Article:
Medical Devices Directive
What Is the EU Medical Devices Directive?
The European Union (EU) Medical Devices Directive (MDD) was introduced in 1994 to regulate medical devices sold in the EU. The MDD is based on the principles of the “New Approach to Technical Harmonization and Standards”, a common set of regulations in the EU that standardizes technical requirements, testing and certification procedures. As such, medical devices within the EU are subject to requirements intended to protect the health and safety of patients and users of medical devices.
EU MDD Requirements
Since its introduction, the MDD was regularly updated to ensure consistency with changing EU standards. However, with the upcoming implementation of the EU Medical Device Regulation (MDR) in 2020, the MDD will be replaced. Existing products certified under the MDD will need to be recertified under the EU MDR by 2024 in order to be sold within the European Economic Area (EEA).
The EU MDD stipulates that:
Medical devices must not compromise the clinical condition or safety of patients.
Medical devices must not present any risk to the persons implanting them, nor to others.
Devices must perform as intended by the manufacturer.
Devices must be designed to withstand storage and transportation conditions.
How the MDD Differs From the MDR
As both the MDD and EU MDR establish a regulatory framework for medical devices, they share numerous similarities. The MDR builds on certain aspects of the MDD, however, including expanded device classes and classification rules. Other notable updates include:
Clearer technical requirements for product labeling.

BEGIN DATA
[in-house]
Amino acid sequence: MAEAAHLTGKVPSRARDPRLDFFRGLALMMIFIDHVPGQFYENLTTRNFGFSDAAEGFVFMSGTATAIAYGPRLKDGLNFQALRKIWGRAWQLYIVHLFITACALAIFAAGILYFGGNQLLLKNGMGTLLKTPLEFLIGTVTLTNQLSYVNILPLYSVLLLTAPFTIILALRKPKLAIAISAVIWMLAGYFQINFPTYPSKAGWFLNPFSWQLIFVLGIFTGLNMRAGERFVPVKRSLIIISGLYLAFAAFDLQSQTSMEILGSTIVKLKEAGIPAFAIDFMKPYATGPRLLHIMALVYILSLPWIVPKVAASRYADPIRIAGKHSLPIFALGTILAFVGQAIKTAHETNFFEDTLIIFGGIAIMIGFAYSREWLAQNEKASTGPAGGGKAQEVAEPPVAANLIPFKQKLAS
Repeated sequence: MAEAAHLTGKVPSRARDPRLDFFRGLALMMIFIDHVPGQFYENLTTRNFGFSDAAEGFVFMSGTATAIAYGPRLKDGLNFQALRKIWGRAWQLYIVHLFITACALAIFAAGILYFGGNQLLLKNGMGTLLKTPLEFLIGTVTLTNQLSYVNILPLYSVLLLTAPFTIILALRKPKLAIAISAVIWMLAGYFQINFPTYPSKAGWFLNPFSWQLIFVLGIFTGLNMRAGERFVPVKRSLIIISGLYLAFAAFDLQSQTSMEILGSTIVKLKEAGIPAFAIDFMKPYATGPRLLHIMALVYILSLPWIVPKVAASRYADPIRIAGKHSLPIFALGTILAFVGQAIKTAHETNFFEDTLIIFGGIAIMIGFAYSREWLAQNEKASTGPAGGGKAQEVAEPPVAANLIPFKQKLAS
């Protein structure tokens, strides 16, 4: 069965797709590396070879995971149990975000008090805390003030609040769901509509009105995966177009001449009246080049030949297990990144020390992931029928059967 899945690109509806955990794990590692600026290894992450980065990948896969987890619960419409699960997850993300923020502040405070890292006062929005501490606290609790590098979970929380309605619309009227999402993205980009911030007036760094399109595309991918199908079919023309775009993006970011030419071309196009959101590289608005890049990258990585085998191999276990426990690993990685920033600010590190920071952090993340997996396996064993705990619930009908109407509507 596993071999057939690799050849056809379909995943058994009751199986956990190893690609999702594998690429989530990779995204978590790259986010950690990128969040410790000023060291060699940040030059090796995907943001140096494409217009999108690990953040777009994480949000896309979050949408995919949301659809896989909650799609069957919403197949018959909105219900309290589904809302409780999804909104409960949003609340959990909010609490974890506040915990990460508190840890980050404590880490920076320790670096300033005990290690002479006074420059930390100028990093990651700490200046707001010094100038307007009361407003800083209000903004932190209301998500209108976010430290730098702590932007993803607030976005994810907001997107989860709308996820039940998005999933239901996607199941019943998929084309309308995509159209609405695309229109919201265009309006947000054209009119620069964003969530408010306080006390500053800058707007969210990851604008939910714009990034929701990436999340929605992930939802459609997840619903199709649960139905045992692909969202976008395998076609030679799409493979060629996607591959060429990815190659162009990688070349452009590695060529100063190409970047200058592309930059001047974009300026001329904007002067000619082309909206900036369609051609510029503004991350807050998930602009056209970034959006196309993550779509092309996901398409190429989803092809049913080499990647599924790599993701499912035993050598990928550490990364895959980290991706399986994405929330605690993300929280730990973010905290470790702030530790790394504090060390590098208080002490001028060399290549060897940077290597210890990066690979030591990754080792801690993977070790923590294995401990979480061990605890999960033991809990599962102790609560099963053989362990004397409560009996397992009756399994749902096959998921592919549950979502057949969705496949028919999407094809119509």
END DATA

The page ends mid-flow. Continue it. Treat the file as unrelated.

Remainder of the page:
Stricter criteria and control of notified bodies.
More stringent information requirements for registration and conformity assessments.
An expansion of the European Database for Medical Devices (EUDAMED) to include a publicly-available source of information.
Greater postmarketing surveillance (PMS) scrutiny, including regular PMS reporting depending on the device class.
Brand-new Unique Device Identification (UDI) requirements.
Established practices for European importers and distributors of medical devices.
Expanded scope to include other products and devices, such as colored, non-corrective contact lenses.
When Does the MDD Expire?
The MDD is set to expire in 2020 with the enforcement of the new EU MDR. Organizations currently in compliance with the MDD will need to update their medical device certifications to ensure continued compliance with the new framework. It is expected that, of the 500,000 devices currently registered under the MDD, 314,000 will need to be recertified under the EU MDR.
Assent’s Solution for Medical Device Companies
Assent’s EU MDR Module ensures that companies in scope of the EU MDR are able to collect substance data and supporting documentation to prepare technical files for regulatory approval.